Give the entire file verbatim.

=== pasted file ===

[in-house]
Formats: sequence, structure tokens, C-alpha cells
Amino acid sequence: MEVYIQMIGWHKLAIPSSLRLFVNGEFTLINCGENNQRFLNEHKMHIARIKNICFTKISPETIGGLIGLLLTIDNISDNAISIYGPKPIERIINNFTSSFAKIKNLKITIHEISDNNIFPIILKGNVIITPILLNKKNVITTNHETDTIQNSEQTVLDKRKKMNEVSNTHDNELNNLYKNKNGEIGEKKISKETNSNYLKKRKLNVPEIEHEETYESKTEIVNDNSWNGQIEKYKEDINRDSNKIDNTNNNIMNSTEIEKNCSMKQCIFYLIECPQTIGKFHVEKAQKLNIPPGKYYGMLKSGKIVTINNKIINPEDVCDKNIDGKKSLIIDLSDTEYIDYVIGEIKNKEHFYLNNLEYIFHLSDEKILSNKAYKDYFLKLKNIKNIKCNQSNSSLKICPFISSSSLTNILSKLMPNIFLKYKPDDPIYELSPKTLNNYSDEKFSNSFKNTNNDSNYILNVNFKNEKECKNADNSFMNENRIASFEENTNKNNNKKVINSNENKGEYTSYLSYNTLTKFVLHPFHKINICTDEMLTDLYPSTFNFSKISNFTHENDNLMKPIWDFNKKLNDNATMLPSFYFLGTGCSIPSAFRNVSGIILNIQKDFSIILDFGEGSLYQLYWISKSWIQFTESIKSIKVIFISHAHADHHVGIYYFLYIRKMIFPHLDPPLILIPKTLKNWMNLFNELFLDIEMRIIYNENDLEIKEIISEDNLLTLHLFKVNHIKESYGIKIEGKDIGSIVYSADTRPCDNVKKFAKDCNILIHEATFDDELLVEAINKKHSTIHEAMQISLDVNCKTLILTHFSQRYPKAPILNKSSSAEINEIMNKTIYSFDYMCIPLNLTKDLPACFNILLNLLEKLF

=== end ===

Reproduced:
[in-house]
Formats: sequence, structure tokens, C-alpha cells
Amino acid sequence: MEVYIQMIGWHKLAIPSSLRLFVNGEFTLINCGENNQRFLNEHKMHIARIKNICFTKISPETIGGLIGLLLTIDNISDNAISIYGPKPIERIINNFTSSFAKIKNLKITIHEISDNNIFPIILKGNVIITPILLNKKNVITTNHETDTIQNSEQTVLDKRKKMNEVSNTHDNELNNLYKNKNGEIGEKKISKETNSNYLKKRKLNVPEIEHEETYESKTEIVNDNSWNGQIEKYKEDINRDSNKIDNTNNNIMNSTEIEKNCSMKQCIFYLIECPQTIGKFHVEKAQKLNIPPGKYYGMLKSGKIVTINNKIINPEDVCDKNIDGKKSLIIDLSDTEYIDYVIGEIKNKEHFYLNNLEYIFHLSDEKILSNKAYKDYFLKLKNIKNIKCNQSNSSLKICPFISSSSLTNILSKLMPNIFLKYKPDDPIYELSPKTLNNYSDEKFSNSFKNTNNDSNYILNVNFKNEKECKNADNSFMNENRIASFEENTNKNNNKKVINSNENKGEYTSYLSYNTLTKFVLHPFHKINICTDEMLTDLYPSTFNFSKISNFTHENDNLMKPIWDFNKKLNDNATMLPSFYFLGTGCSIPSAFRNVSGIILNIQKDFSIILDFGEGSLYQLYWISKSWIQFTESIKSIKVIFISHAHADHHVGIYYFLYIRKMIFPHLDPPLILIPKTLKNWMNLFNELFLDIEMRIIYNENDLEIKEIISEDNLLTLHLFKVNHIKESYGIKIEGKDIGSIVYSADTRPCDNVKKFAKDCNILIHEATFDDELLVEAINKKHSTIHEAMQISLDVNCKTLILTHFSQRYPKAPILNKSSSAEINEIMNKTIYSFDYMCIPLNLTKDLPACFNILLNLLEKLF